Black Watch Diary readers’ responses demanded a sequel. Fellow airmen, spouses, widows, and children forwarded their personal memories, stories, and pictures. The saga of rebellious flyboys building the “world famous” Scramble Inn will tickle you into many laughs. Your tears will flow when you read Bob Fritsch’s poem. It captured a love of flying and the triumphs and tragedies experienced flying the hazardous all-weather Jet Interceptor Defense Mission of the 1950s-60s Cold War. The spirit of the 59th “Tigers” motto – WHEN THE DUCKS WALK AT GOOSE, WE FLY! continued after Goose Bay. In their next duty assignments the 59th Alumni set aircraft altitude and speed records, performed Vietnam service, worked in aircraft design and testing, and piloted airliners. When these patriots returned to civilian life their teaching inspired young people.
This is a true account of cocky young fly-boys of the Black Watch Squadron who flew in All-Weather Jet Fighter-Interceptors to engage any Russian nuclear bombers coming in over the shorter Arctic Air Routes to Canada and the U.S. They were based at remote Goose Air Base, Labrador, Canada. During his one-year tour of duty, 2nd Lieutenant Josh Batchelder witnessed a succession of five squadron commanders try to stem-the-tide of eleven aircraft accidents, some deadly. Fighting remote duty boredom was an added challenge which often resulted in humorous and sometimes risky behavior.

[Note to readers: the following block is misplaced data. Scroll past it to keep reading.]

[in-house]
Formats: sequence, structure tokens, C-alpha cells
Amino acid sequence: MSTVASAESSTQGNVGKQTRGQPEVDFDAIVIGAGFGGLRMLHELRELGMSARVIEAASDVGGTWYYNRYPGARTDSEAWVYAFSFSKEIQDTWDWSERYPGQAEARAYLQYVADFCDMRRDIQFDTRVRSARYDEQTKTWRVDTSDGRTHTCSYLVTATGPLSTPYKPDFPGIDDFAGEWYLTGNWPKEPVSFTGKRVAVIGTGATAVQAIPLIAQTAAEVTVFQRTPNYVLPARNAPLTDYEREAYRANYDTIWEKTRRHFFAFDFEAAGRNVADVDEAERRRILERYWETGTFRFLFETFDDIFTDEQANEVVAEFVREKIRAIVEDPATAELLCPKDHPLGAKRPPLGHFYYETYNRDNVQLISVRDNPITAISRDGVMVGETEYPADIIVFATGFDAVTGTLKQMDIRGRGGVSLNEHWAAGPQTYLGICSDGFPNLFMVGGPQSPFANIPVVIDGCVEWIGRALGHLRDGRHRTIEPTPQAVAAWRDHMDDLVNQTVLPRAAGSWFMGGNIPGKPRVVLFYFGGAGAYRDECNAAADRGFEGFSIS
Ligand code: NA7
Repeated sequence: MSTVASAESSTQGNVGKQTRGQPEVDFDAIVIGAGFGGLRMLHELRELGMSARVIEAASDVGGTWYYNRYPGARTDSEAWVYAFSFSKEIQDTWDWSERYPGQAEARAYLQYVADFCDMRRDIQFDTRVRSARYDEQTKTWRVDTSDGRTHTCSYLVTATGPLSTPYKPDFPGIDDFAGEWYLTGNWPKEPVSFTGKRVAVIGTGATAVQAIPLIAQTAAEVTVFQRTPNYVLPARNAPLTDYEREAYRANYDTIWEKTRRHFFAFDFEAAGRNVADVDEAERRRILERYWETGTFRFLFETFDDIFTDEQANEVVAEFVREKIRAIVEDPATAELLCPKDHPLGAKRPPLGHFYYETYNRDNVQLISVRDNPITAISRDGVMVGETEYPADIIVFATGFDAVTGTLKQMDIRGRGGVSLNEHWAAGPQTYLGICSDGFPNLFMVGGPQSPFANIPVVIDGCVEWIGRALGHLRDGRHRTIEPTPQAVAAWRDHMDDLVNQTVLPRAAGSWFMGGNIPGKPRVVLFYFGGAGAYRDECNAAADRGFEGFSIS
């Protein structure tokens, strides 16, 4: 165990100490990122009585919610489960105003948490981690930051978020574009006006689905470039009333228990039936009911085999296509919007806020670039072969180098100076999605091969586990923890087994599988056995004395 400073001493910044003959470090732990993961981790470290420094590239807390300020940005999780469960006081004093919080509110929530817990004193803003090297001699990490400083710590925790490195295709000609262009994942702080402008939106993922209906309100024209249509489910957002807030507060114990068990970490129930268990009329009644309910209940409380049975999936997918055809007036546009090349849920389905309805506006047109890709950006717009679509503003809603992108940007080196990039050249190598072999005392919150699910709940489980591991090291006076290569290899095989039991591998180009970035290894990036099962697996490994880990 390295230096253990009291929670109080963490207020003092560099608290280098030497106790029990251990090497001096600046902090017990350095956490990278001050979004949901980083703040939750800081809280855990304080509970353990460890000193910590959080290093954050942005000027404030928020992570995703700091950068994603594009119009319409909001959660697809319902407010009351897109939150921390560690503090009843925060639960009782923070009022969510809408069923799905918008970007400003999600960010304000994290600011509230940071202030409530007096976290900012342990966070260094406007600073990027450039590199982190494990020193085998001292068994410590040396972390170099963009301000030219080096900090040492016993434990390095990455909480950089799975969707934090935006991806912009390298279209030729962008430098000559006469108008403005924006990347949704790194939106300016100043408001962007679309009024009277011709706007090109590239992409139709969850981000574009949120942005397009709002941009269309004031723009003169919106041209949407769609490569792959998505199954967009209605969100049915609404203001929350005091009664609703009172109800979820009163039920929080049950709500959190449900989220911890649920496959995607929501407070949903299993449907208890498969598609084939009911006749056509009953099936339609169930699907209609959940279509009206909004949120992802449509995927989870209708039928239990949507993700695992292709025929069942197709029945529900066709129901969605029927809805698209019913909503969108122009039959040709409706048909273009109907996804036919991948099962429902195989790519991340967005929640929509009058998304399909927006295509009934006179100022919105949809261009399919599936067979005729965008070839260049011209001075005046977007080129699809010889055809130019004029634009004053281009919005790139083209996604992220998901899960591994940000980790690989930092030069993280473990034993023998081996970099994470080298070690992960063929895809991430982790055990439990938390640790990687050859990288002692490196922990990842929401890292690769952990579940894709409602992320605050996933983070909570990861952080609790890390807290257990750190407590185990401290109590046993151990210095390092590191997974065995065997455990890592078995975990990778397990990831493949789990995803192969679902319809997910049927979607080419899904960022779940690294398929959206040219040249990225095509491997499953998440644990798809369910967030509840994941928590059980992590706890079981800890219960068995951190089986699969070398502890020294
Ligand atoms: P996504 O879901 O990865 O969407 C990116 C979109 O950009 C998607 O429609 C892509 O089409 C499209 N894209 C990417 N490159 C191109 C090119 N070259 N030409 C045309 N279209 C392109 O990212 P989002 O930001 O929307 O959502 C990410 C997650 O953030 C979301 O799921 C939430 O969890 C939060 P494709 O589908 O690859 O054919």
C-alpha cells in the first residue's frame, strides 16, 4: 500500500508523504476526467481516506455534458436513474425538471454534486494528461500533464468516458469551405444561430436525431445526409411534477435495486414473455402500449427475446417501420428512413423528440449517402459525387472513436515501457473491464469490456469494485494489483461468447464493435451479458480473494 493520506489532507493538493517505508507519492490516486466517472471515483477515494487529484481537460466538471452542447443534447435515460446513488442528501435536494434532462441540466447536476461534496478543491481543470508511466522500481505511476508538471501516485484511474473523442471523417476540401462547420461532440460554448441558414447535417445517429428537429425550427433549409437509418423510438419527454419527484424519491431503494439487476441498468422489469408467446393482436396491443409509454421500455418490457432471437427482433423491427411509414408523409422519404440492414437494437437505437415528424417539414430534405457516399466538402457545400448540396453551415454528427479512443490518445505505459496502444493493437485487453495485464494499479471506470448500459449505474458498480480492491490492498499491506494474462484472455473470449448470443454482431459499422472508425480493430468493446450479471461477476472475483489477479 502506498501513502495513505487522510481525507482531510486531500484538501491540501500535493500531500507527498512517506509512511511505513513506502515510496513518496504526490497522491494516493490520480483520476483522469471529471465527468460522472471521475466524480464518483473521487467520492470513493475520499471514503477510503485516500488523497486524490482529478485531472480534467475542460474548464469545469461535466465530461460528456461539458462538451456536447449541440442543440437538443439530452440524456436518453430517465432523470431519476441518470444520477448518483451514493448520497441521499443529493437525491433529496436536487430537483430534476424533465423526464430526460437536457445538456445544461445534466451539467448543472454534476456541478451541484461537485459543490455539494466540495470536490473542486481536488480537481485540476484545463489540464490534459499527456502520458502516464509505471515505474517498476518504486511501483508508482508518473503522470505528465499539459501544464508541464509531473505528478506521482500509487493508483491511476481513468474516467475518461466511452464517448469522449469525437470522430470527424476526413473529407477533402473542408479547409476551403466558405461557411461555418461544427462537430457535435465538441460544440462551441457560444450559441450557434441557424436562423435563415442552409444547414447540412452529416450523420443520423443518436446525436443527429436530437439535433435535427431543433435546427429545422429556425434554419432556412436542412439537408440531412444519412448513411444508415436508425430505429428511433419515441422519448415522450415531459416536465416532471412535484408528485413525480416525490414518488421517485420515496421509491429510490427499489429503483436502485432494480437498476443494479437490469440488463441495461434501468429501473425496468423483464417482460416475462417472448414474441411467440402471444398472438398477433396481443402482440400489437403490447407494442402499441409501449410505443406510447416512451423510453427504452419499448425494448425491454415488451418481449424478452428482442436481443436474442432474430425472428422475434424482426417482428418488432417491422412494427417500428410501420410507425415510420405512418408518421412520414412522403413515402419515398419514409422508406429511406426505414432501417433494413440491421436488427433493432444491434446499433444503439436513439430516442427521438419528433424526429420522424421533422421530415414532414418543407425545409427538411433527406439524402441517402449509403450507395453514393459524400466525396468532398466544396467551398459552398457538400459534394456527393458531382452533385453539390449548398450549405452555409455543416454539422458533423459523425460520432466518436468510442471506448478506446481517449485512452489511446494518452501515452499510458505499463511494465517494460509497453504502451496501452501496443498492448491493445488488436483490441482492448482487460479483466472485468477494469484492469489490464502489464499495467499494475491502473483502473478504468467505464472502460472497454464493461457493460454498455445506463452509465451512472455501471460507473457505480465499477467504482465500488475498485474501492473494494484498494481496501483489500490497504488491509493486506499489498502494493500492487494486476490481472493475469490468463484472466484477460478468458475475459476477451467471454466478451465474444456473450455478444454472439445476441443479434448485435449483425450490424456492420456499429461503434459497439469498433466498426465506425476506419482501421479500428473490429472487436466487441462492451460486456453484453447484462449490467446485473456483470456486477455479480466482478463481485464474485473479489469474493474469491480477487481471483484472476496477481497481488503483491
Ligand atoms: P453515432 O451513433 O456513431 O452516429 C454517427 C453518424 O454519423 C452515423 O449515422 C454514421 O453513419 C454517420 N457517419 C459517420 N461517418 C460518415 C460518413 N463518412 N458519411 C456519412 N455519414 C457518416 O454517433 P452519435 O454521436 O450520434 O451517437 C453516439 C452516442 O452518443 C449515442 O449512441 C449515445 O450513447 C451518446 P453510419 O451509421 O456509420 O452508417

Robert “Punchy” Powell
Author, Editor, Historian, Pilot,
352nd Fighter Group, 8th Air Force, WWII…
“Personal diaries almost always make you wonder what the author has failed to include in his efforts to record his daily trials and tribulations, but Josh Batchelder’s book Black Watch Diary is an interesting and enlightening account of his life and his military career flying as a Radar Observer (RO) in the F-94 Starfire and the F-89 Scorpions guarding the Canadian approaches to the U.S. and enduring the frigid reaches of Newfoundland and Labrador flying out of Goose Bay Air Base. His almost daily entries picture a young man, newly married but separated from his bride for long periods, a young man who filled those lonely hours with a burning passion to read and develop his understanding of the world and its people while exposed to the constant rigors and dangers of flying interceptor missions in weather that took the lives of several of his fellow flyers. This book is a quick take on the life and character-building experiences of a man who proudly served his country as a member of the 59th Fighter Interceptor Squadron whose motto was, ‘When the Ducks Walk, We Fly!’ It is full of the fun and frolic characteristic of those in service and even more so in fighter pilot groups. Black Watch Diary is quite an enjoyable read.”